• Design is a lens with variable focal length. Learn design first, and you will learn to see.
  • When it comes to programming, sink or swim is the way to go.
  • When it comes to sink or swim, don’t forget to make it fun.
  • Fun is good short-term, but it burns-out fast. Long term requires a deeper kind of value.
  • Let yourself sink if you want to go deep.
  • Too much freedom is confusing. Too much direction is frustrating.
  • To be creative you need to create something. Ideas are nothing without a good execution.
  • The web is your key to the world. Own it. It will never stop changing, so you should never stop learning.
  • Has this happened to you?

    Wednesday, August 21st, 2013

    I recently rediscovered a video recording iPhone app called 8mm. Evidently, it makes your mobile video look like an old movie filmed with an eight millimeter camera.

    Every time I go for a walk I take my phone out to record locations, landscapes, moments, or anything else that calls my attention. Last Wednesday I was walking back to the office when I saw these two guys asking the mailman to take a picture of them using a picturesque Venice wall as a background. I walked right in the middle of their interaction and recorded them as I walked by. The mailman took off in my direction and the other two guys just walked away into Rose Ave.

    Then yesterday while browsing through my Tumblr dashboard I stumble upon the picture taken by the mailman in some Hip Hop blog I follow. The original post is here. The blog I follow and the original item were separated by a long list of intermediaries (more than 20).

    This is the first time I find myself experiencing a moment where the following three conditions are satisfied:

    1. This moment is of absolute no consequence.
    2. This moment is recorded by me and by at least one stranger.
    3. The stranger’s recording of this moment finds it’s way to me through an online social network.

    This might already happen to a lot of people, and I am expecting it to happen a lot more frequently in the future. For now, I am just going to upload my movie somewhere and somehow connect it to that picture.

    hiphop

    Learning AngularJS

    Thursday, June 20th, 2013

    We just got a contract job at WemoLab to develop a mobile web app for a sports betting startup called Joust, and after a week or so of deliberations we decided to build the whole thing using an AngularJSNodeJSMongoDB combo, pure javascript from end to end.

    I have to say AngularJS hasn’t been exactly easy, but there have been several times where I have been surprised finding extremely simple ways to set up certain things, especially when binding event triggered method chains across completely separate scopes. It’s kind of great, even though all those directives are driving me crazy and the learning curve has been steep as hell.

    Programming languages are used to create functional worlds. In these worlds, new languages are created to create new worlds within the older ones. They are like stories within stories within stories, except in the case of software all these stories have a life of their own. It is natural to fantasize about a esperanto of programming, or a universal language that could be used to program anything. Today, this language is a dream, but at least in the web, javascript is as close as it gets to being the language of god, and AngularJS, together with NodeJS and a document/json based database solution like MongoDB, are a good reason why.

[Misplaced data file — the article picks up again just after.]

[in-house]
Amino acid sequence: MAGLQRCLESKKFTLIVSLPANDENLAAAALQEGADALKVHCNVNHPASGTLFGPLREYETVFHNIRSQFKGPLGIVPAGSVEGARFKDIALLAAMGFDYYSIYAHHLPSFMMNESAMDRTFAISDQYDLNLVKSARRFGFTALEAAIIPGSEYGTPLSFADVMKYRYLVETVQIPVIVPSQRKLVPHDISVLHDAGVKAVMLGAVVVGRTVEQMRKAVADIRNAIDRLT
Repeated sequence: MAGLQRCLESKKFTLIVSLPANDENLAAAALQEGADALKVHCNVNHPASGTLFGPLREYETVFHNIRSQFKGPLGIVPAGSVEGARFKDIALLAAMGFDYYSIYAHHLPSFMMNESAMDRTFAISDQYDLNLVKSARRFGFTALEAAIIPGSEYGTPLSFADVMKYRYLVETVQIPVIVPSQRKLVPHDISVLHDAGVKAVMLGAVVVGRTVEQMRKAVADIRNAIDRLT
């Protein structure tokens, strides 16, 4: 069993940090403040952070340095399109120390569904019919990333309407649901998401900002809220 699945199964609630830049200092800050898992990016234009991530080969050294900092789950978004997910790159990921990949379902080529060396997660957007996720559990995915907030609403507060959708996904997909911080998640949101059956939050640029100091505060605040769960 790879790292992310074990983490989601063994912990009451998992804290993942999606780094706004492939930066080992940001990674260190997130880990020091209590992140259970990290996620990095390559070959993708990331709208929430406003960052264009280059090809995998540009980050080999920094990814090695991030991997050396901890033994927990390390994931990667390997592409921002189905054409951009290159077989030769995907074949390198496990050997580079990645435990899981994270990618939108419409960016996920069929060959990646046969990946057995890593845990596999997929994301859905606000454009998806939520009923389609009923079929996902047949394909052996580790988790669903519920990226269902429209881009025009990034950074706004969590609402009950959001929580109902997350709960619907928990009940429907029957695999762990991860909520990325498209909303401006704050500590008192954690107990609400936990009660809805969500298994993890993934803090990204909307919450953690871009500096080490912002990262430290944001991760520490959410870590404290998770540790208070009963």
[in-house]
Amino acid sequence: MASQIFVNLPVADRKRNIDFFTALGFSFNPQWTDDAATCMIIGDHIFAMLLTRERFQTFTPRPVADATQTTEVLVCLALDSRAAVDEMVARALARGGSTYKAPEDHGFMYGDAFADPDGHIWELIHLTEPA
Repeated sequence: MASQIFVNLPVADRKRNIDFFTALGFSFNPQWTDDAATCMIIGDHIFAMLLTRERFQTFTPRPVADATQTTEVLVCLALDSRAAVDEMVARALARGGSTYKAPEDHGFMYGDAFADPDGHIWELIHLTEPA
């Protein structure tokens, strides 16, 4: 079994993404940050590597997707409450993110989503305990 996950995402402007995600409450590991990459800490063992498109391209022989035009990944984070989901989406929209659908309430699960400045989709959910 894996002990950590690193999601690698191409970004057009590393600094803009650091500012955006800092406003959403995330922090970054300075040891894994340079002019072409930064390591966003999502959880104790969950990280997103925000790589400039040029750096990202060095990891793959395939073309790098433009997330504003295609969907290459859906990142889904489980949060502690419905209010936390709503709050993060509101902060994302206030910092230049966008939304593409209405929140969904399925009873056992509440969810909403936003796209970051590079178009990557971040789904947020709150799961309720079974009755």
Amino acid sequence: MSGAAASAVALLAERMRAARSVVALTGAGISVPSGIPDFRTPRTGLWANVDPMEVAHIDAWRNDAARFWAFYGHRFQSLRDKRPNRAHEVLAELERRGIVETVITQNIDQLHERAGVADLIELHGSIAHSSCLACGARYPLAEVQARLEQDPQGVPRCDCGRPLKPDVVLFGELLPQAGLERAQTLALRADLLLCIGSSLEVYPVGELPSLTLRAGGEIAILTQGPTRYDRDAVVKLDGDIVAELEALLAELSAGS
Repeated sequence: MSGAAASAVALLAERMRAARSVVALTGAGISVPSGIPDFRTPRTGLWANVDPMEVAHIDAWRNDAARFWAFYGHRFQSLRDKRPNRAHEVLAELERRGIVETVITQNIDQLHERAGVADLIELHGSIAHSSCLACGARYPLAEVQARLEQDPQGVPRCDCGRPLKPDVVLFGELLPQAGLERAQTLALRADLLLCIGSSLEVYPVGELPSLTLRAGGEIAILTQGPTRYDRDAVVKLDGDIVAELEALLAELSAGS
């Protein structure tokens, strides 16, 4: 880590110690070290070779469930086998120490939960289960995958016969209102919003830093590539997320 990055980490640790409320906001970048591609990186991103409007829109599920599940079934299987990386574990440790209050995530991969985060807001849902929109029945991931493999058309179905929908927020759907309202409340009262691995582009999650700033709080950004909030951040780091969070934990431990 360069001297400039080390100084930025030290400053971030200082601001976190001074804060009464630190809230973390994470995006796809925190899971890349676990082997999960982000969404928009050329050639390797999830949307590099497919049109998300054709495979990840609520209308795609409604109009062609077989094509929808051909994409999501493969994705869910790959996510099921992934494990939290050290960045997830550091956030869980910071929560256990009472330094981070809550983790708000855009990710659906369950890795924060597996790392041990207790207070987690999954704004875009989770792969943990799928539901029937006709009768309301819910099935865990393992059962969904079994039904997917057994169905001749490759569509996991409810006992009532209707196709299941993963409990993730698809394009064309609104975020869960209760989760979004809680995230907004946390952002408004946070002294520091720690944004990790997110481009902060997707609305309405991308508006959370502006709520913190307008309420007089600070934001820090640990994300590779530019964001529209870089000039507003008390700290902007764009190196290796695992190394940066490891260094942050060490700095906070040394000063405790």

theBlu.com

    Friday, May 31st, 2013

    I can’t remember the last time I officially hand crafted a website. To be precise, this is not even a website, it’s just a webpage; I plan to update the rest of the website over the next few weeks, but for now, I feel this is a great first step.

    Obviously, my first design goal here is to get visitors to download theBlu, but also to learn about it, to want it, and most importantly, to believe in it as a viable platform to communicate knowledge about biological systems. I think about this branch of digital media as the the simulation of life. And there is also the geographical aspect: mapping the environment where this life occurs. If they manage to simulate life well, computer networks will be the Petri Dish of the future.

    And it is also interesting to think about the Darwins of the future, combined perhaps with the Pasteurs of the future and others (of the future too, LoL). Because scale is a controllable variable, in the digital realm, looking into the microscopic drama that unfolds inside a Petri Dish can become a similar experience to sailing across the world’s oceans from Galapagos to Galapagos or whatever. Furthermore, the digital explorer is not limited to just observing and collecting samples, but he or she can control time or even manipulate or create life in a way that in the future will probably be possible in the physical world too, but the big difference is that in the physical world we learn to control nature, when in the digital world (or playground) we figure out how to create something like nature.

    I don’t want to be all over the place but who cares: so CSS and HTML and Javascript. To me, this combination is as relevant to us as Gutenberg’s printing press. Am I right?

    And on that note, looking back in history to the precursors of other media –Étienne Jules Marey and his relation to animation, for example– do you think stuff like theBlu will be faced by the same lens a few hundred years from now? Does it even make sense to think like this today?

    theblu